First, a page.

Bob Bamberg: Tick-borne diseases are on the increase and are likely to increase | Pet day

Just when you thought that tick-control products kept us up to date, on July 25 the National Institutes of Health issued a warning about an expected increase in cases of tick-borne diseases. Gosh, I hate it when that happens.

The agency cites a commentary by leading scientists from the National Institute of Allergy and Infectious Diseases (NIAID, part of the National Institutes of Health) reported in the prestigious New England Journal of Medicine.

The authors of the comment say that there are likely many factors that have contributed to the rise of tick-borne diseases in the last decade, but larger tick densities and their growing geographic reach are two major ones.

For example, the tick responsible for most Lyme disease here in the northeast (commonly known as deer tick or black-leg tick, but back on the block we called it Ixodes scapularis) was discovered in nearly 50 percent more districts 2015, as already reported in 1996.

You may recall from the High School Science Class that Borrelia burgdorferi is the spirochete responsible for most of the Lyme disease in North America. It is borne by hard ticks like Ixodes scapularis, which usually feed on mammals from mice to deer, but eagerly take a meal from your dog or cat (or from you).

The United States Centers for Disease Control and Prevention (CDC) report about 30,000 cases of Lyme disease each year in the United States, but suspect that the actual number is 10 times greater.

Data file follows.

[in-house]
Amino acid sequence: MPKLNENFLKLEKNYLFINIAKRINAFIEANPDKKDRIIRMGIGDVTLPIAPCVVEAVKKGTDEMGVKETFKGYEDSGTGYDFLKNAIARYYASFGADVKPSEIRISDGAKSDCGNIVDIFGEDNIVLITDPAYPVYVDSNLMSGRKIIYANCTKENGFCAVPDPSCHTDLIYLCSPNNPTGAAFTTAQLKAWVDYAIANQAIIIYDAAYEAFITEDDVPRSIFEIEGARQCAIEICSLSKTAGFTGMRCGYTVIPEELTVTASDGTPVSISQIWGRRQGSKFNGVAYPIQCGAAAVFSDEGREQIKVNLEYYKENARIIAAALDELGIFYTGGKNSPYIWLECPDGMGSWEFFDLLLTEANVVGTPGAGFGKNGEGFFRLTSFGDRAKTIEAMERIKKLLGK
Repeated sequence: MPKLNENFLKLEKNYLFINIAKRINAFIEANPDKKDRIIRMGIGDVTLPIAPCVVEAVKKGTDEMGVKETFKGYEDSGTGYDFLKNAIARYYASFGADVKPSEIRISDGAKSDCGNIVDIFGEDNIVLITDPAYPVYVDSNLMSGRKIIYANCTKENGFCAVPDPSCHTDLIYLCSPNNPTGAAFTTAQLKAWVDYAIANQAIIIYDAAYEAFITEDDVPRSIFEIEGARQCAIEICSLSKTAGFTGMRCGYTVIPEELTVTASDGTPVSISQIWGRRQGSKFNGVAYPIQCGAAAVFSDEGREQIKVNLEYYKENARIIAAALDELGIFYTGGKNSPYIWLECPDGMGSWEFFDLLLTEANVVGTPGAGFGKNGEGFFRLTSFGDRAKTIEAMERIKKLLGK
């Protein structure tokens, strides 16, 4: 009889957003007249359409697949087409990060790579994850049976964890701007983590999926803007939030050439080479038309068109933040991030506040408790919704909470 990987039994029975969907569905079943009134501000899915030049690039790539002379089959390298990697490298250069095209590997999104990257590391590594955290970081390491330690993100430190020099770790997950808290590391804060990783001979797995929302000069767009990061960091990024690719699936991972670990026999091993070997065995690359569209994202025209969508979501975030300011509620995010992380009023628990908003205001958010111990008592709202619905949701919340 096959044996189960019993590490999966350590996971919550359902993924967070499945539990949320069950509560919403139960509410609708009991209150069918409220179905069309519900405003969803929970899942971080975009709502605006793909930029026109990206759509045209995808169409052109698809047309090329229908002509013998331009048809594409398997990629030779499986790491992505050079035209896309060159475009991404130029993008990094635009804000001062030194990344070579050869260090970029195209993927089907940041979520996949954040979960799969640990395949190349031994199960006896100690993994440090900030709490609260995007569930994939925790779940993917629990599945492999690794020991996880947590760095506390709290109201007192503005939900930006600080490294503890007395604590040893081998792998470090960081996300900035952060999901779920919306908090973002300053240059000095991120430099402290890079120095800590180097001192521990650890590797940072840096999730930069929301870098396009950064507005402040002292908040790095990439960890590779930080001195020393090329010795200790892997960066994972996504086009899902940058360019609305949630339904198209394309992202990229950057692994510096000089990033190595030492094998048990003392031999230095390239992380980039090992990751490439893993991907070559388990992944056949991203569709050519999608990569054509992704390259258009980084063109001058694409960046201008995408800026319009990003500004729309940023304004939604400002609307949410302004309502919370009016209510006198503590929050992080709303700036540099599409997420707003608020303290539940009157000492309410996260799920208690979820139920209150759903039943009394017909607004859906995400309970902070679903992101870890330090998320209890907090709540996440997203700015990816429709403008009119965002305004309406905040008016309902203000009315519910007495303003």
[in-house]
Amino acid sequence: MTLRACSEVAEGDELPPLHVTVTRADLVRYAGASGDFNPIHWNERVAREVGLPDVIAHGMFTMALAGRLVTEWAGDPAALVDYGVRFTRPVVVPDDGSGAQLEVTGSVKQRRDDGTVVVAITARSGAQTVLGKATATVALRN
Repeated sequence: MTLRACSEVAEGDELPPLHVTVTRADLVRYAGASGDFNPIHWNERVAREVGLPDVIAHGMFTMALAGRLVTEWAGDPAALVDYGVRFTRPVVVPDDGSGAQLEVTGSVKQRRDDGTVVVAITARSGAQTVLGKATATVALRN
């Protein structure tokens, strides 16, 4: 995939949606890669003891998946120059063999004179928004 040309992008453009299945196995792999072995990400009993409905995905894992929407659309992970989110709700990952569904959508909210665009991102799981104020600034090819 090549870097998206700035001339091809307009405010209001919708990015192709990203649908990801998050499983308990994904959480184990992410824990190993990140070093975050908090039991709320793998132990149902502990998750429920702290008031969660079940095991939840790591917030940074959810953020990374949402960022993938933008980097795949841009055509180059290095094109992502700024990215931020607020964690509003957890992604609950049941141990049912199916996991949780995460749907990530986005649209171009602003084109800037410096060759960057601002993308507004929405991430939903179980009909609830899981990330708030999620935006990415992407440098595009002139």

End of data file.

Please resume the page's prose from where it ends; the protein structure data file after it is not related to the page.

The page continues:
This under-assessment, according to the article, is the result of two things: the limitations of current surveillance of tick-borne diseases, as well as current diagnostics, which in some cases may be inaccurate and fail to detect new tick-borne pathogens.

The researchers are currently investigating new, innovative diagnostics with various platforms that could bring clinical benefits in the future, but in the meantime, the cavalry has arrived.

On July 18, 2018, the US Food and Drug Administration approved NexGard to prevent infections that cause Lyme disease in dogs. NexGard was approved in 2013 to treat and prevent flea infestation and to kill black-legged ticks, American Dog ticks, Lone Star ticks and Brown Dog ticks.

However, Merial presented data in its adjunctive application that measured the transmission of Borrelia burgdorferi to dogs bitten by infected ticks and demonstrated that transmission was prevented by killing the ticks.

Incidentally, Lyme disease can cause serious illness in dogs and humans. In dogs, the disease can cause fever, loss of appetite, lameness, joint swelling and lethargy. In some cases, it can lead to acute kidney disease.

In humans, it starts like the flu: fever, chills, headache, fatigue, muscle and joint pains and swollen lymph nodes. As it progresses: severe headache, neck stiffness, arthritis with severe joint pain and swelling, drooping on one or both sides of the face, irregular heartbeat, inflammation of the brain and spinal cord and sharp pains, numbness or tingling in the hand or feet.

A "bullseye rash" is often seen in people with Lyme disease, but it can not occur in dogs. Prevention is the key. Talk to your veterinarian about pet products and discuss farm products with people in the gardening business.

Bob Bamberg has been in the pet industry for three decades and writes about pets, livestock and wildlife. It can be reached at petsap@comcast.net.

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